Escape Reality Into Magical Worlds

A Google alert yesterday informed me that The Infinite Library and Other Stories was one of ten featured books in Olivia Ho’s Straits Times article “Escape Reality Into Magical Worlds“.

Unable to leave home due to circuit breaker measures or even set foot outside your room due to a home quarantine order? Escape your physical confines through the “uniquely portable magic” of books, as author Stephen King puts it. Here are 10 works of fiction that contain worlds within worlds for you to wander.

  1.  “The Lion, The Witch and the Wardrobe” (1950) by C.S. Lewis
  2.  “Neverwhere” (1996) by Neil Gaiman
  3.  “Sophia and the Utopia Machine” (2018) by Judith Huang
  4.  “His Dark Materials” (1995 to 2000) by Philip Pullman
  5.  “Howl’s Moving Castle” (1986) by Diana Wynne Jones
  6.  “The Star-Touched Queen” (2016) by Roshani Chokshi
  7. “The Night Circus” (2011) by Erin Morgenstern
  8.  “The Eyre Affair” (2001) by Jasper Fforde
  9.  “The Infinite Library and Other Stories” (2017, Math Paper Press) by Victor Fernando R. Ocampo
  10.  “Neverending Story (1979, translated 1983) by Michael Ende (translated by Ralph Manheim)

Happy to be in such distinguished company. Thank you for including my book!

Math Paper Press recently ran a second printing and you can now get a copy again at Kinokuniya, localbooks.sg and BooksActually.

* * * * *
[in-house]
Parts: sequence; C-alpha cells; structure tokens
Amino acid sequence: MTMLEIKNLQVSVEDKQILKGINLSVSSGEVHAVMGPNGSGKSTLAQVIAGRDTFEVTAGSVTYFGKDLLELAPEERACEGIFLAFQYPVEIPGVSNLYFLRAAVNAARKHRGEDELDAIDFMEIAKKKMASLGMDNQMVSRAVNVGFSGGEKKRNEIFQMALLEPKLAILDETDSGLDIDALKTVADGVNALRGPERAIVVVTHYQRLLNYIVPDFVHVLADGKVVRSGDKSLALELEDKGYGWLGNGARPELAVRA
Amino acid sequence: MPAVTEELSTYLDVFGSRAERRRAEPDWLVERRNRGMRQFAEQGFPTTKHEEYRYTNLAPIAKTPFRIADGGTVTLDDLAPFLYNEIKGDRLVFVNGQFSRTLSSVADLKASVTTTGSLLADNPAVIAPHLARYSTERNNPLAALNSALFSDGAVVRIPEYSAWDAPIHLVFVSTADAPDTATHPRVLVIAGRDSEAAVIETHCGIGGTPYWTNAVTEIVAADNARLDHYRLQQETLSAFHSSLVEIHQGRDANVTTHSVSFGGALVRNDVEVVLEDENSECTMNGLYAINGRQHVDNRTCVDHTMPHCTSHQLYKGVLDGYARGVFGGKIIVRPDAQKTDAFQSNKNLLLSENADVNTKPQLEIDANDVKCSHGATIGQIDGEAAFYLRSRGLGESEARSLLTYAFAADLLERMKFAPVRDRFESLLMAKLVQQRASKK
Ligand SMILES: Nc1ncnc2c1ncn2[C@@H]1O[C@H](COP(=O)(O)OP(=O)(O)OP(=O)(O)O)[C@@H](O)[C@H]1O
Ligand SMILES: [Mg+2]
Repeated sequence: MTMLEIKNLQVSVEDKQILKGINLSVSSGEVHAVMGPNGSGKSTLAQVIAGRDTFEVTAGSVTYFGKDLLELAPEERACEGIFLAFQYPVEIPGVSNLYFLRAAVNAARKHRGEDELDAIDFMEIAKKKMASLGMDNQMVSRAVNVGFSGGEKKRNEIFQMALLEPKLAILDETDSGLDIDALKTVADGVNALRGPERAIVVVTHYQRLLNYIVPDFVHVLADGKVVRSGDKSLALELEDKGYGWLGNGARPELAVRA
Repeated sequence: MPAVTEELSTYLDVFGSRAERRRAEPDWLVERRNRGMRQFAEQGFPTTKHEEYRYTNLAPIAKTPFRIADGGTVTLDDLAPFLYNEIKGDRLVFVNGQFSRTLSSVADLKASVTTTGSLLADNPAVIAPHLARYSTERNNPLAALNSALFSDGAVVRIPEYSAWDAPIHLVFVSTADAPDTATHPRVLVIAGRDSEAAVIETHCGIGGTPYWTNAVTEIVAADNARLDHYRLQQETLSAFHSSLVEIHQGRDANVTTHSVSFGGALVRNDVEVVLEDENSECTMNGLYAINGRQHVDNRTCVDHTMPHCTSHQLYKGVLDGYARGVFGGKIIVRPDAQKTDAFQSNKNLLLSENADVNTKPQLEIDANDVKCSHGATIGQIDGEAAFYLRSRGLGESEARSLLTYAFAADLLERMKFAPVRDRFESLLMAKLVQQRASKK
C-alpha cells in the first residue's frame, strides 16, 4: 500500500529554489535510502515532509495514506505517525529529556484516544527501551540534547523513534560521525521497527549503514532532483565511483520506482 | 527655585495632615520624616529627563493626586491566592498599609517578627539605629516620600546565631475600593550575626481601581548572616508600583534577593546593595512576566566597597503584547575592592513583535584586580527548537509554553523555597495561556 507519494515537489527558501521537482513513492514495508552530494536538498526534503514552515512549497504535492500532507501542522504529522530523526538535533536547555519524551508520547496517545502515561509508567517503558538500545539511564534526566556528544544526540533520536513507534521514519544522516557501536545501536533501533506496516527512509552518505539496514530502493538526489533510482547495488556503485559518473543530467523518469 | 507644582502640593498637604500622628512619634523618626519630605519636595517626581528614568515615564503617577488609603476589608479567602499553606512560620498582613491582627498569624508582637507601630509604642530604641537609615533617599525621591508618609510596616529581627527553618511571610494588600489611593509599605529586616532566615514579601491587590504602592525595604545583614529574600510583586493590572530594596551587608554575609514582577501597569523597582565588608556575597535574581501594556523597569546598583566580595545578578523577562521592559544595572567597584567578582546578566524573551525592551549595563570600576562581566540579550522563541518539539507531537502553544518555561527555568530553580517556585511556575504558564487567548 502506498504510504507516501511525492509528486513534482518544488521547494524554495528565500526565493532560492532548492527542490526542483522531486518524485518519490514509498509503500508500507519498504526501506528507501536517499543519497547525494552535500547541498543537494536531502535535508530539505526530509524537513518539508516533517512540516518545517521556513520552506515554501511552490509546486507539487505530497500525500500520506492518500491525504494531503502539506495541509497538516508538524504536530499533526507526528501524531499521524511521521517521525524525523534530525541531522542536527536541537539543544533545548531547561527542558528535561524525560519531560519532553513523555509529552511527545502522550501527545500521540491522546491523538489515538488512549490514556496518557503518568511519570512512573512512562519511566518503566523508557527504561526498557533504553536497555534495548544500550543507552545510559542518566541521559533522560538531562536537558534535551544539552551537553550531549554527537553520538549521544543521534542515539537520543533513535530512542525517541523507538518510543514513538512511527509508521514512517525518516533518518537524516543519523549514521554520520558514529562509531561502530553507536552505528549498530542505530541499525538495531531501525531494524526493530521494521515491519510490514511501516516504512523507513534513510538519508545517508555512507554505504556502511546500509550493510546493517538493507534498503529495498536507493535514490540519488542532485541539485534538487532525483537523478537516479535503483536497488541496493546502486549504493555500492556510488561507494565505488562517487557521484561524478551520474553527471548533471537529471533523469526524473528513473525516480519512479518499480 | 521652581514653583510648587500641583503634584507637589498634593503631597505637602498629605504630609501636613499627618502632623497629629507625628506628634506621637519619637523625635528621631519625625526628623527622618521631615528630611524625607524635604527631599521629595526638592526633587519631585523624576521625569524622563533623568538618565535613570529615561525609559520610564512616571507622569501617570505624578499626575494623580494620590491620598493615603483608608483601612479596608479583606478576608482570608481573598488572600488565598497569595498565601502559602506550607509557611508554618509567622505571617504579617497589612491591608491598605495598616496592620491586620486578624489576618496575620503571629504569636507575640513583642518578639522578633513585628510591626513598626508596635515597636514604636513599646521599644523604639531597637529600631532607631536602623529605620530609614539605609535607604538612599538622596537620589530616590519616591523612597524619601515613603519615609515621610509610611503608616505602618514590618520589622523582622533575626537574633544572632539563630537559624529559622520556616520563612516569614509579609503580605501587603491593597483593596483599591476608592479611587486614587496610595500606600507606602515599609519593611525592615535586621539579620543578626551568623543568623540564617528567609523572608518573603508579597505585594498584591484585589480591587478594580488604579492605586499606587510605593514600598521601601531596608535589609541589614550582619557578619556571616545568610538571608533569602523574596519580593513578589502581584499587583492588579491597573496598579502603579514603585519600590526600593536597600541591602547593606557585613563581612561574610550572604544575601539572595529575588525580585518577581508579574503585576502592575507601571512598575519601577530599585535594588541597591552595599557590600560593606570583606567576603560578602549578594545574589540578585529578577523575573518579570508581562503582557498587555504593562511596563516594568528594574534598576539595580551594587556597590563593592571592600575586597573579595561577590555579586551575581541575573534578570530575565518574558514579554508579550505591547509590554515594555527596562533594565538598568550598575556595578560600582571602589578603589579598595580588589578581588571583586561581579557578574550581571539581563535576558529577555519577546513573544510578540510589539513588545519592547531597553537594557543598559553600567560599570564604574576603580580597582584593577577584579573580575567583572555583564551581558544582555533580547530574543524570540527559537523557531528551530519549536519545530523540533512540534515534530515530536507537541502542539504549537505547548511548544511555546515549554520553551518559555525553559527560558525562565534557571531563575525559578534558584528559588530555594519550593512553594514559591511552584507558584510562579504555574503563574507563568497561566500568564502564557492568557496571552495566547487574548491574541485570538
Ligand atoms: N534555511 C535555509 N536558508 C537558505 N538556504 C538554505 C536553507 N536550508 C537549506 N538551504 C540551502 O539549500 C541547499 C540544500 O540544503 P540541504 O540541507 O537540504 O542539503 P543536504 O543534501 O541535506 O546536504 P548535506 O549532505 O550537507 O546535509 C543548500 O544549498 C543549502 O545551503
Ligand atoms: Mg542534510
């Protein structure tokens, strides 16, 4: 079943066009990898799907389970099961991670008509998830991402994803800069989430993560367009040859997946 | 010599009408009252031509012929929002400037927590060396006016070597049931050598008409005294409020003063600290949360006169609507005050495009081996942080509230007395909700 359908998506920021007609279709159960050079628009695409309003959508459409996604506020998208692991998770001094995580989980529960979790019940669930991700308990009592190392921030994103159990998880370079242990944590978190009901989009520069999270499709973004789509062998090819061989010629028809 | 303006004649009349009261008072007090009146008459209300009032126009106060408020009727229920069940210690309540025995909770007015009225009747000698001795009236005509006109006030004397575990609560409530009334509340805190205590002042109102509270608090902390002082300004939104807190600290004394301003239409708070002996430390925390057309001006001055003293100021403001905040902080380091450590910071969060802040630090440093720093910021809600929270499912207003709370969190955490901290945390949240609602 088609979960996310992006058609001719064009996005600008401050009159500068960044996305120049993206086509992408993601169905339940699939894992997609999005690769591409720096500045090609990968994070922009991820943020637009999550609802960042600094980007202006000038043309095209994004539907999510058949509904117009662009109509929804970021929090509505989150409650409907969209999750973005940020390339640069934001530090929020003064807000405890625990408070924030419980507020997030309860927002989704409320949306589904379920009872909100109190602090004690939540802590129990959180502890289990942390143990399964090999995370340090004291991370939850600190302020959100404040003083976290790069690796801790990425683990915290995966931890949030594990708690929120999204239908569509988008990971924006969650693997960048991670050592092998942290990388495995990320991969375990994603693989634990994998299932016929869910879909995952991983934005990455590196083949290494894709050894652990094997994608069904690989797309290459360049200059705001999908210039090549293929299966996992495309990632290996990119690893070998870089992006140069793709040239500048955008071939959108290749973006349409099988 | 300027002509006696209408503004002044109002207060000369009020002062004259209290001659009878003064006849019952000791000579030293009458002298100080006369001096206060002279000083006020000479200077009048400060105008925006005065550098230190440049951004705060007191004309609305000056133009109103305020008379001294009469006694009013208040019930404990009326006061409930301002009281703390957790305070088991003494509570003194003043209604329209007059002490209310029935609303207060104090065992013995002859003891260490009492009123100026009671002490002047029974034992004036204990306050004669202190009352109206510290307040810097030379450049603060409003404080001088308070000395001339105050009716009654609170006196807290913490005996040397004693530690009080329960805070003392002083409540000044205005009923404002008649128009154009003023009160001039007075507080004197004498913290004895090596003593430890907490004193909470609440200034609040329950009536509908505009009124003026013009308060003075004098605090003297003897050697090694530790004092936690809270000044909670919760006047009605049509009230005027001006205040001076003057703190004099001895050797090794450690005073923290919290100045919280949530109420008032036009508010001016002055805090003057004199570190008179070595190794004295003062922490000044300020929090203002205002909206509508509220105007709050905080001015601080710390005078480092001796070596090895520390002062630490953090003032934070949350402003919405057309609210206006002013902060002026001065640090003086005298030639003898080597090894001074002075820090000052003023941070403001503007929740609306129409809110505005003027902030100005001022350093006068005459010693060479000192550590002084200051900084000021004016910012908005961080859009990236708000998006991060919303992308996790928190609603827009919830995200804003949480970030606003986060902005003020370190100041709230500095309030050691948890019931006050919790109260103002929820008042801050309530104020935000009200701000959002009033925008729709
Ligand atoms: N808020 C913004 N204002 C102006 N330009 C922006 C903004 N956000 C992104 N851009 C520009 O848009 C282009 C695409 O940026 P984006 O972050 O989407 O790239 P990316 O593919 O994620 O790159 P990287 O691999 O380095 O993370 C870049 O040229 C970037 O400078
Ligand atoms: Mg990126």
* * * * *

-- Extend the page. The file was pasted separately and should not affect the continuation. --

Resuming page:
Between 11 to 13 May, 2020 there will be a sale of all Math Paper Press Titles at BooksActuallyshop.com.  Use the code MPP40 when you shop at the online store to get a 40% discount. They deliver internationally.

ST-books-13May2020 paper

n.b. Thank you also to Jason Erik Lundberg for the PDF scan above.


THE INFINITE LIBRARY AND OTHER STORIES (2017, Math Paper Press)
Victor Fernando R. Ocampo

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This fantastical collection of 17 stories alludes to Argentinian writer Jorge Luis Borges’s idea of an infinite library that contains every book that could possibly be written.
The stories flit from world to world – from an enigmatic map shop to an uprising on a spaceship and to a Bukit Batok housing block where the inhabitants are being slowly but relentlessly transformed into living mathematical equations.

Other Futures: Intro to Asian SF + My Process of Writing

Other Futures is an annual multidisciplinary festival and exhibition that presents speculative visions of the future based in the Netherlands. The conference brings together makers and thinkers from all over the world who use speculative fiction to imagine and build other futures and invites them to share their visions with visitors from diverse walks of life. Like many cons and festivals this year, Other Futures went online because of the Covid-19 pandemic. Last April 11, I gave my first-ever remote lecture which was split into three parts – an Introduction to Asian Science Fiction, sharing my writing process and a short Drabble writing workshop.